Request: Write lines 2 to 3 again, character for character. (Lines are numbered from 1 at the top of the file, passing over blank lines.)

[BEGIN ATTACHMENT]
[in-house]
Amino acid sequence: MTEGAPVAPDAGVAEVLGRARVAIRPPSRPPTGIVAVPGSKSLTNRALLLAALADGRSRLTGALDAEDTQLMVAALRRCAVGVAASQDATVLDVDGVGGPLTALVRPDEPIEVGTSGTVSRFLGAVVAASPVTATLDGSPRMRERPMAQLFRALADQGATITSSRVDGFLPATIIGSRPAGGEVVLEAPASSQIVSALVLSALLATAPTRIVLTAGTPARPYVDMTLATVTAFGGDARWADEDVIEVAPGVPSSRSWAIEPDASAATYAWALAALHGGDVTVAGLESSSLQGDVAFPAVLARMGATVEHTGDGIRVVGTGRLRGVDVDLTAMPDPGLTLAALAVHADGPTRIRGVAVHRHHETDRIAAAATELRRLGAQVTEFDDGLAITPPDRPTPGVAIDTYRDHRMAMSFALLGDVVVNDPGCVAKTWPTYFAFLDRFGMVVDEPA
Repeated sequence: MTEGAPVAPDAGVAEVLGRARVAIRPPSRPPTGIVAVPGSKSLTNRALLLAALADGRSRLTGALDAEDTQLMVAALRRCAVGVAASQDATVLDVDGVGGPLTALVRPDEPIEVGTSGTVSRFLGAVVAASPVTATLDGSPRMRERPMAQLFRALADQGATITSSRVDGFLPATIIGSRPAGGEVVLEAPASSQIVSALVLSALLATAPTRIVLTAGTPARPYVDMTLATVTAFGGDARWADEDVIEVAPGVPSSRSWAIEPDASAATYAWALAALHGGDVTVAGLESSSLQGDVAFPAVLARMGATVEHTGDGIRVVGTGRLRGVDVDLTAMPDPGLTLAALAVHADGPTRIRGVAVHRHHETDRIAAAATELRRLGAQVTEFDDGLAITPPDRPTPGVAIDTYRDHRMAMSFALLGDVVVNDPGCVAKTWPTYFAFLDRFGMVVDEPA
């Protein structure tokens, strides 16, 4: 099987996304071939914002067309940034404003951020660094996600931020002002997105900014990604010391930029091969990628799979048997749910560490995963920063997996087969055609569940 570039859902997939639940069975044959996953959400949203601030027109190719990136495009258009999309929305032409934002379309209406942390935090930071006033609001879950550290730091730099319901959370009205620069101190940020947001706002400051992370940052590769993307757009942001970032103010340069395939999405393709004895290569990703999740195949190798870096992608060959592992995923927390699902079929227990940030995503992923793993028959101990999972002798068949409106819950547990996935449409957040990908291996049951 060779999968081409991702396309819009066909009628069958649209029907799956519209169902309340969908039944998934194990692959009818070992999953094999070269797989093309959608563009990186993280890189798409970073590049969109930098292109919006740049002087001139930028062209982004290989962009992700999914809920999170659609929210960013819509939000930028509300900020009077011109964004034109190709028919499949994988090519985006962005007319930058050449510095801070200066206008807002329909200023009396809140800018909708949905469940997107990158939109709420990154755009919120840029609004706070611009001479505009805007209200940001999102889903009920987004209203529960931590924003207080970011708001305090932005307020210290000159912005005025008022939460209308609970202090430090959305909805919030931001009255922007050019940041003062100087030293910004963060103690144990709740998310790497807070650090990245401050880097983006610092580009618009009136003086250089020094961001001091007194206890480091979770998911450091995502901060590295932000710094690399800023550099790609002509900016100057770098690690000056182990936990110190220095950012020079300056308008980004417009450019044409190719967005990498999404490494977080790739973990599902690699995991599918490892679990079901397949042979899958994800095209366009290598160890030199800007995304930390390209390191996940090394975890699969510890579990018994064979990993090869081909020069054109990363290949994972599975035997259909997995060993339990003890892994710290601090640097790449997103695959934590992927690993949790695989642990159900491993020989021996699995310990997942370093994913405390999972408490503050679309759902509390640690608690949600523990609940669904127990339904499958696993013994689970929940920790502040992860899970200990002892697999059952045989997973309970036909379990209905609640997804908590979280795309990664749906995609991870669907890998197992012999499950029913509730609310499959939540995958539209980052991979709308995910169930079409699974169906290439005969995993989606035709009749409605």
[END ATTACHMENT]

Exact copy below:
Amino acid sequence: MTEGAPVAPDAGVAEVLGRARVAIRPPSRPPTGIVAVPGSKSLTNRALLLAALADGRSRLTGALDAEDTQLMVAALRRCAVGVAASQDATVLDVDGVGGPLTALVRPDEPIEVGTSGTVSRFLGAVVAASPVTATLDGSPRMRERPMAQLFRALADQGATITSSRVDGFLPATIIGSRPAGGEVVLEAPASSQIVSALVLSALLATAPTRIVLTAGTPARPYVDMTLATVTAFGGDARWADEDVIEVAPGVPSSRSWAIEPDASAATYAWALAALHGGDVTVAGLESSSLQGDVAFPAVLARMGATVEHTGDGIRVVGTGRLRGVDVDLTAMPDPGLTLAALAVHADGPTRIRGVAVHRHHETDRIAAAATELRRLGAQVTEFDDGLAITPPDRPTPGVAIDTYRDHRMAMSFALLGDVVVNDPGCVAKTWPTYFAFLDRFGMVVDEPA
Repeated sequence: MTEGAPVAPDAGVAEVLGRARVAIRPPSRPPTGIVAVPGSKSLTNRALLLAALADGRSRLTGALDAEDTQLMVAALRRCAVGVAASQDATVLDVDGVGGPLTALVRPDEPIEVGTSGTVSRFLGAVVAASPVTATLDGSPRMRERPMAQLFRALADQGATITSSRVDGFLPATIIGSRPAGGEVVLEAPASSQIVSALVLSALLATAPTRIVLTAGTPARPYVDMTLATVTAFGGDARWADEDVIEVAPGVPSSRSWAIEPDASAATYAWALAALHGGDVTVAGLESSSLQGDVAFPAVLARMGATVEHTGDGIRVVGTGRLRGVDVDLTAMPDPGLTLAALAVHADGPTRIRGVAVHRHHETDRIAAAATELRRLGAQVTEFDDGLAITPPDRPTPGVAIDTYRDHRMAMSFALLGDVVVNDPGCVAKTWPTYFAFLDRFGMVVDEPA